I have learnt a new word. A noun. Offsite. As in, hey everybody, good news! next week we’ll be holding an offsite.
If you work for a company that likes to think in units of ‘team’, the chances are you will have experienced, or been grimly threatened with, an offsite. If you were lucky, it was a bit of go-karting or paintballing, the chance to let off some steam and settle some scores in a neutral environment. If you were unlucky, your manager will have taken time and trouble to think about how best to optimise the take-homes, and come up with some group puzzle-solving, with perhaps a trust fall and a round of Kumbaya.
Trust fall is also new to me. Someone I know – actually, the person who taught me the term offsite – told me that on one occasion she was expected, in concert with her team, to catch one of their team mates from a height of a couple of metres. This is the trust fall. She said that it was problematic. They caught him all right, just a bit of a splatter of limbs, a few bruises; but it might have been better, she argued, to have a female member doing the falling and more male members doing the catching. They suffered no permanent damage, but the team suffered a mild degree of team trauma (team trauma is a term of my own).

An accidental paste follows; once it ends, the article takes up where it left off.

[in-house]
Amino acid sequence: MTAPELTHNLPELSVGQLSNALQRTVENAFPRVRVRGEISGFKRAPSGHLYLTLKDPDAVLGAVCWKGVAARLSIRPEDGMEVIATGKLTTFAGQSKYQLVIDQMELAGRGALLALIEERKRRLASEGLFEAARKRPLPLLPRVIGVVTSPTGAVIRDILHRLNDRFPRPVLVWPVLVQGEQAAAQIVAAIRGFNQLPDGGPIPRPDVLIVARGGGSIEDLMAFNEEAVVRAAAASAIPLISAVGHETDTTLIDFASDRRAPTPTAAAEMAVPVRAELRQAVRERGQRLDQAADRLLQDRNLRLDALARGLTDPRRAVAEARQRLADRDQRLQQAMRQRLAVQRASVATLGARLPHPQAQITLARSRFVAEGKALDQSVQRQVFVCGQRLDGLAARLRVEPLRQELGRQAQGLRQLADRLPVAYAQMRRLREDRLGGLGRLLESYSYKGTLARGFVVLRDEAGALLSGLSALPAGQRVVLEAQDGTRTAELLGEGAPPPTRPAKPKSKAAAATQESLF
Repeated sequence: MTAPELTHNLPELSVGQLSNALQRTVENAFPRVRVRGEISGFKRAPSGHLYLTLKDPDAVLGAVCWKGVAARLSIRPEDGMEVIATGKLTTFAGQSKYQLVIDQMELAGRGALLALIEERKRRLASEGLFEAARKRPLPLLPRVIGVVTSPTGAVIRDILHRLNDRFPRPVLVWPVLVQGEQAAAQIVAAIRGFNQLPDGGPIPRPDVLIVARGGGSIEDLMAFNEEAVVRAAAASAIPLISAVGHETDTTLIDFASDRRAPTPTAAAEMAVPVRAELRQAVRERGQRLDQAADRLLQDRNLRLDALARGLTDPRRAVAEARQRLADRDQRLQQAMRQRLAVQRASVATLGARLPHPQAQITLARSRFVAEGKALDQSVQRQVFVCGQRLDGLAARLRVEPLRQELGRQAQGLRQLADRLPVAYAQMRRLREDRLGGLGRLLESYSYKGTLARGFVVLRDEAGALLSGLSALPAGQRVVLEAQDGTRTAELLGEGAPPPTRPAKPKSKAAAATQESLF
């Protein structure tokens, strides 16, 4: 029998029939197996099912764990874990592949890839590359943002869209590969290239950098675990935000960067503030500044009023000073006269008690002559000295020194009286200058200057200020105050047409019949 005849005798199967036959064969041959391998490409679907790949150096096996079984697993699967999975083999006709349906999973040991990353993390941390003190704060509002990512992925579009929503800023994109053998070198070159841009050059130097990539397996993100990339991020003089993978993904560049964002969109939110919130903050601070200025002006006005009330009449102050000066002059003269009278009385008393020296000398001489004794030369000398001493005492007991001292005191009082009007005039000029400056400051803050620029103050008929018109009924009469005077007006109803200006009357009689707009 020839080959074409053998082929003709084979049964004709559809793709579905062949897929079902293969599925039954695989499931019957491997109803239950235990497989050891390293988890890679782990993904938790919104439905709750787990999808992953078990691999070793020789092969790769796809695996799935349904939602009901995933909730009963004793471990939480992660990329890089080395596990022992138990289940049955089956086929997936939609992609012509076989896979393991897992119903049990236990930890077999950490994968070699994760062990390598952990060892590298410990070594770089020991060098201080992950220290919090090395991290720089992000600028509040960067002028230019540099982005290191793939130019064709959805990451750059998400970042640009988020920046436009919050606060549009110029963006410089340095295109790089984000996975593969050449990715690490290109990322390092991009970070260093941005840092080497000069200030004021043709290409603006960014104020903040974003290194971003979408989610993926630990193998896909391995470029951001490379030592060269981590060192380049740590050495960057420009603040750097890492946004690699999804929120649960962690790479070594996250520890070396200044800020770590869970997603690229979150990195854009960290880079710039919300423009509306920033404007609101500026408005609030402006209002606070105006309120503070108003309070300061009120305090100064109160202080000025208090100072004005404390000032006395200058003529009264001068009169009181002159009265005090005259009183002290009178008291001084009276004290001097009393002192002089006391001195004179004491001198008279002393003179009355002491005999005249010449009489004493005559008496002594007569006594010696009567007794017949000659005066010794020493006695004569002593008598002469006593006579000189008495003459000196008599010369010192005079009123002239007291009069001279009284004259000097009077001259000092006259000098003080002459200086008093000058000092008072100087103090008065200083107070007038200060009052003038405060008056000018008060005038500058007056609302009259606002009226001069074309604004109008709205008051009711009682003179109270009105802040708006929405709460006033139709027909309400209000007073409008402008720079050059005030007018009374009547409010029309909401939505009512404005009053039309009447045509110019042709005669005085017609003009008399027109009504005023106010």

The problem is that team spirit, in the words of Steve Archibald (of Spurs and Barcelona), is something only glimpsed in the aftermath of victory. Things usually get done just fine, even if nobody likes anybody else. And, conversely, white-water rafting will be more fun – and more team will seem to be built – with people you already like.
But what do I know? My only ever offsite was a jolly to Thorpe Park theme park. We had strawberries and champagne, and then made ourselves sick on the rides. It didn’t beat any team-working ethics into us (I can barely remember who I went with), but it was OK. We were, after all, off site.